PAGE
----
2. We also do not allow researchers to share their own personal or contact information through the survey.
  2. Links/URLs in questions/answers
    1. We do not allow researchers to insert links within questions redirecting respondents outside the survey environment; per our methodology, a respondent's participation will be considered abandonment if they click on the link.
  3. Proper language selection
    1. The survey’s language must be the same as the language selected on the audience page, at the upper left corner of the Audience page. 
  4. Questions about Age or Gender 
    1. Pollfish shares by default each respondent's age range on the results page and their specific year of birth (and therefore age) in the downloadable Excel file.
    2. We also provide, by default, each respondent's gender in the results.
  5. Age restrictions regarding the survey's content
    1. Based on the content of the survey, you must target adults above 18 or 21 years old to take your survey if there is an age restriction in your targeted market. 
  6. Sensitive questions and content 
    1. Surveys including sensitive content must meet the three following criteria:  
      1. Respondents must be adults above 18 years old. You can review your age targeting in the audience tab. 
      2. The survey must contain one initial screening question stating the study's content, for example, ‘the following survey contains questions regarding alcoholic behavior. Are you willing to take part in the following survey? Your responses are anonymous.”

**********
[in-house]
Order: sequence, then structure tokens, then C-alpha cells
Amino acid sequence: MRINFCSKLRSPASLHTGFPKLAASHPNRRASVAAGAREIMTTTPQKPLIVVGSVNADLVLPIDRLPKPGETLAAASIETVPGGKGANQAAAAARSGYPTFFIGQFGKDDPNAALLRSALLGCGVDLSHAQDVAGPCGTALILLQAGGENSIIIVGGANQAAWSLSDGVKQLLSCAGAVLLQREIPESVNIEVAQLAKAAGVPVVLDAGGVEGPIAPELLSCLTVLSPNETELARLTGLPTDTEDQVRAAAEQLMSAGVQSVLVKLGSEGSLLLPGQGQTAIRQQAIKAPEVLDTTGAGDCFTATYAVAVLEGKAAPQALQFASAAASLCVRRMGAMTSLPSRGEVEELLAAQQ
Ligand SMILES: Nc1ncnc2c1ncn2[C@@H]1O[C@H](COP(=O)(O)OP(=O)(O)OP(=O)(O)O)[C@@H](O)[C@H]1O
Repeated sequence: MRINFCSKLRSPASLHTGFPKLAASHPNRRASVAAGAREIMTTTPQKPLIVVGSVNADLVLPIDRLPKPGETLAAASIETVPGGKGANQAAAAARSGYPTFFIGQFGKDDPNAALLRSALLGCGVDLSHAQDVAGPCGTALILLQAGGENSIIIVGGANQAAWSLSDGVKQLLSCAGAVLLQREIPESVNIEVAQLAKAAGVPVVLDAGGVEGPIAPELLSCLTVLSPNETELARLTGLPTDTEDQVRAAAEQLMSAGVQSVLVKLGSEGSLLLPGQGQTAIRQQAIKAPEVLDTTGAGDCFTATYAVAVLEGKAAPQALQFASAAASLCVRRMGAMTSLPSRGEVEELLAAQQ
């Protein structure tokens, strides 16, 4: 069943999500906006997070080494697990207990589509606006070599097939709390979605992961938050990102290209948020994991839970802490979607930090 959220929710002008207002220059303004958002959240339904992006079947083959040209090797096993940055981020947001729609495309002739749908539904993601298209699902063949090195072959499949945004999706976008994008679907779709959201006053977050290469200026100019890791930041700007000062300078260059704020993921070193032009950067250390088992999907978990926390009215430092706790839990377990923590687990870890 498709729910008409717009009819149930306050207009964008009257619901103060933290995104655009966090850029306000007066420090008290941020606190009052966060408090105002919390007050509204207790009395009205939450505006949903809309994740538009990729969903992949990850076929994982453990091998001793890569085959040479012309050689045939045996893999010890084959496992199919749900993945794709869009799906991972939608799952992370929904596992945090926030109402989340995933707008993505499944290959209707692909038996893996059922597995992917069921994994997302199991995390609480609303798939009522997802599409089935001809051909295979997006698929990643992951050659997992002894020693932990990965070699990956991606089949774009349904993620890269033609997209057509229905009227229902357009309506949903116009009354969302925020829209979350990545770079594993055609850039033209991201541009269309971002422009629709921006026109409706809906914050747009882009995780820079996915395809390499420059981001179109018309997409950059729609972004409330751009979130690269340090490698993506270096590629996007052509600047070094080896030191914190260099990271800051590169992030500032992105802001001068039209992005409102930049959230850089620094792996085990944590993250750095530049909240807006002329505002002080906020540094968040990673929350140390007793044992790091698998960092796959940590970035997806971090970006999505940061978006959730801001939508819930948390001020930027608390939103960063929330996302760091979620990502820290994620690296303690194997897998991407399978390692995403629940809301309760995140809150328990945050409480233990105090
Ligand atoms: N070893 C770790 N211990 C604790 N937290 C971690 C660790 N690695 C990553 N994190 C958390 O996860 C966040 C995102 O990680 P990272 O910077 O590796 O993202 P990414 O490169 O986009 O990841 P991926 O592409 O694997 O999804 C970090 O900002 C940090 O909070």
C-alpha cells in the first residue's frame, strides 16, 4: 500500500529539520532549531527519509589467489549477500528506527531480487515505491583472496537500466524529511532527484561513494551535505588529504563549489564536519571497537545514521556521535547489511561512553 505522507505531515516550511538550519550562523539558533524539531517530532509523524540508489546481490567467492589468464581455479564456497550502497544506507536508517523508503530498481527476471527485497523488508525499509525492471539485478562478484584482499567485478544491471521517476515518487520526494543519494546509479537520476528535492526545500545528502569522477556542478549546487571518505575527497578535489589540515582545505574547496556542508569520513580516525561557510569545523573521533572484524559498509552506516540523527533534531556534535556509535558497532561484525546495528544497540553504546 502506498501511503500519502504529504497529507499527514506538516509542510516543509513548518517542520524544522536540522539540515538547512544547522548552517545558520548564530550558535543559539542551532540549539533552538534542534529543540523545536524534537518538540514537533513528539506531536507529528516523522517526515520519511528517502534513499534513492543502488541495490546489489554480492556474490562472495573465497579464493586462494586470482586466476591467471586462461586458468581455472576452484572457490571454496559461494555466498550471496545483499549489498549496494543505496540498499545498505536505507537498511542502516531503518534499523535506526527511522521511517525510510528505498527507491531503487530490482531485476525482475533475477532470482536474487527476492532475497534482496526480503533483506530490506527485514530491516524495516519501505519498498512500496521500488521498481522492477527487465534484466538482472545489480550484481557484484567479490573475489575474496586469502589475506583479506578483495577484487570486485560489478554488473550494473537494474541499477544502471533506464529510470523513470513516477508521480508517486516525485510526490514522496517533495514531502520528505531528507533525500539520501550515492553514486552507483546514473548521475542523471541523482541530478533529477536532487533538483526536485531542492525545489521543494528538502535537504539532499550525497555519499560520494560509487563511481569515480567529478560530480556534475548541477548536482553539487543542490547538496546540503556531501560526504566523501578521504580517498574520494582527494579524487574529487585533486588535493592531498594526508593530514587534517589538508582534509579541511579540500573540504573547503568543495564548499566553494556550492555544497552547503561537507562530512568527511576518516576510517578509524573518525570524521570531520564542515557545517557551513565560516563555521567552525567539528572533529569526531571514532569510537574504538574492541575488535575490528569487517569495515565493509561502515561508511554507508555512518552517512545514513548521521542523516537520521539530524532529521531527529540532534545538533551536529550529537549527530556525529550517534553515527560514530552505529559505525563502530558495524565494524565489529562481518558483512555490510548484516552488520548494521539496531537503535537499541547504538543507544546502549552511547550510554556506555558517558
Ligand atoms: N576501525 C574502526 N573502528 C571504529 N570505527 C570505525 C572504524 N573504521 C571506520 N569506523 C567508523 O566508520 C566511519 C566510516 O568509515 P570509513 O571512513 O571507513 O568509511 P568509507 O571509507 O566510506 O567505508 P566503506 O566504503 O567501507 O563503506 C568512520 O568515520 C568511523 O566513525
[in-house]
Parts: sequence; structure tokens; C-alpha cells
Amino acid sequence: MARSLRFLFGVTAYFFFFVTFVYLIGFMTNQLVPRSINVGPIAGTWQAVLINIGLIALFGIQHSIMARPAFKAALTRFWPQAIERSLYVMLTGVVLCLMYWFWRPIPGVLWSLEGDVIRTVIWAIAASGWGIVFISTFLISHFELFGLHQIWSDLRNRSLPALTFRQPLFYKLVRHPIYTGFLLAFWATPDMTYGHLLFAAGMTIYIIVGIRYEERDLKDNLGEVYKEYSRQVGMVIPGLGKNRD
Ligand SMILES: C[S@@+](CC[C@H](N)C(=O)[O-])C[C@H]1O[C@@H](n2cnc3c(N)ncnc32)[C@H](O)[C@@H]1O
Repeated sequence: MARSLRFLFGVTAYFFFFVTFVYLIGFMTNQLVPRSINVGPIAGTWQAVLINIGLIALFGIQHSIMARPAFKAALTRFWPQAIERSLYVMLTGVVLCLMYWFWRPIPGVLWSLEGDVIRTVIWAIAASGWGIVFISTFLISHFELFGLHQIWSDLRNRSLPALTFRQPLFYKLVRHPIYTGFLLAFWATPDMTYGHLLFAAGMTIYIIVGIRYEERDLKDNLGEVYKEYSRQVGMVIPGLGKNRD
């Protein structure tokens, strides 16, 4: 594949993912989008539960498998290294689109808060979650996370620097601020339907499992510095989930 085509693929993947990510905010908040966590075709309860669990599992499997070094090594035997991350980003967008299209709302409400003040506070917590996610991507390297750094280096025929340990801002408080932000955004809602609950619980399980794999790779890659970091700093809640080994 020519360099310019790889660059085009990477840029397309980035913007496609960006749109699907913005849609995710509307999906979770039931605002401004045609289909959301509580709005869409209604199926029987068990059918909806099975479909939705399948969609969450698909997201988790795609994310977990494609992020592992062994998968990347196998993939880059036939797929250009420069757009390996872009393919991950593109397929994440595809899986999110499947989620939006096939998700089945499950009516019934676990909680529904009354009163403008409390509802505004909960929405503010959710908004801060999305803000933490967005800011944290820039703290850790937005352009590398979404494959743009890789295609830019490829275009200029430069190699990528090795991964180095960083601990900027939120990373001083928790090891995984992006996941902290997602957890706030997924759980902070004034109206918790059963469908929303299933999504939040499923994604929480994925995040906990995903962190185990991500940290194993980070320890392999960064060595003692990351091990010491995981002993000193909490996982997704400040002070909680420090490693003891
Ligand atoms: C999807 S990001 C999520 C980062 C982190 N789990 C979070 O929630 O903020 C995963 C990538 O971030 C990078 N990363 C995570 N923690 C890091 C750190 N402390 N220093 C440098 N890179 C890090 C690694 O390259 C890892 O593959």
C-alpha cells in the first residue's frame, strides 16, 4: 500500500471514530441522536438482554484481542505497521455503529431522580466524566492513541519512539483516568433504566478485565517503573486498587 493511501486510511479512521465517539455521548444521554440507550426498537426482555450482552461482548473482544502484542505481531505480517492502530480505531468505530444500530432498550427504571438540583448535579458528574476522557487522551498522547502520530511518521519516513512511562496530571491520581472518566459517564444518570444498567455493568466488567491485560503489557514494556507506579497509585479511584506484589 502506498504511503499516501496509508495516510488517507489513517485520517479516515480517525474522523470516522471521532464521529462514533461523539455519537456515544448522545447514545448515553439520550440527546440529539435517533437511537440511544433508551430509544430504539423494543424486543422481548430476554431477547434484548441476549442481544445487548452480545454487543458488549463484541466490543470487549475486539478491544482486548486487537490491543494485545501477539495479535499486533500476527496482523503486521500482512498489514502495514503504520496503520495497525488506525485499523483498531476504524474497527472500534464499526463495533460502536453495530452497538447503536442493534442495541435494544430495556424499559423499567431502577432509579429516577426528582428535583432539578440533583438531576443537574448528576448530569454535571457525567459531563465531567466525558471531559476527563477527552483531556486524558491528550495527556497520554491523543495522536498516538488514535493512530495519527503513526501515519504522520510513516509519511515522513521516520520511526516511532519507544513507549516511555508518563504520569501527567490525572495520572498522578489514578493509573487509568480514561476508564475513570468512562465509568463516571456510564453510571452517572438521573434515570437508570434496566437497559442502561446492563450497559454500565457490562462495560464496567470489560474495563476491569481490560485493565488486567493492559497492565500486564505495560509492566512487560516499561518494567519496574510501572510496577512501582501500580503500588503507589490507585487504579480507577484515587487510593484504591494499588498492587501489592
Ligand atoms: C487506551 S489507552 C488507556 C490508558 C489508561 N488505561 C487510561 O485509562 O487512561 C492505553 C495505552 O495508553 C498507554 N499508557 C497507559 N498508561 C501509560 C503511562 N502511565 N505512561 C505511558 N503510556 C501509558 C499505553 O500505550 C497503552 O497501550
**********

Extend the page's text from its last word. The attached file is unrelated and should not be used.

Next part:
1. Statement 1; Yes, I’m above the age of 18, and I’m giving you my consent. 
        2. Statement 2; No, I do not wish to take part. 
    2. Then, you must add one description question briefly explaining the content of the survey and why you want to know this information or how you will use it. 
  7. Multiple Open-Ended questions combined in one question 
    1. You must not combine multiple Open-Ended questions into one since it causes confusion and frustration to the respondents.
  8. Demographic questions
    1. We provide, by default, the demographic data of the respondents, so you don’t need to include questions to collect them. 
    2. If you choose to include demographic questions, we will not provide the relevant demographic data, to avoid any repetition, which might affect our respondents' experience. 
  9. A question with a topic that does not match its targeting
    1. When your question is aimed towards a specific demographic, you need to add Skip Logic to the previous question referencing the audience filters; this way, only the relevant audience will respond to this question, whereas the rest will skip it.
    2. Read more on how to implement advanced survey logic.
  10. Promotional content
    1. We do not allow any promotional content (e.g., website links, subscriptions, discounts, etc.) within the questionnaire. Pollfish is a market research platform and not a traffic provider.

Getting the Best Out of Surveys

Researchers should use a mobile-first online survey platform to get quality results at speed, as mobile dominates the digital space. No one wants to take surveys in a mobile environment that’s not adept for mobile devices.  

Your online survey platform should also offer artificial intelligence and machine learning to remove low-quality data, disqualify low-quality data and offer a broad range of survey and question types.

The survey platform should offer advanced skip logic to route respondents to relevant follow-up questions based on their previous answers. 

It should also allow you to survey any employee. As such, you’ll need a platform with a reach to millions of users, along with one that offers the Distribution Link feature. This feature will allow you to send your survey to specific respondents, instead of only deploying them across a vast network.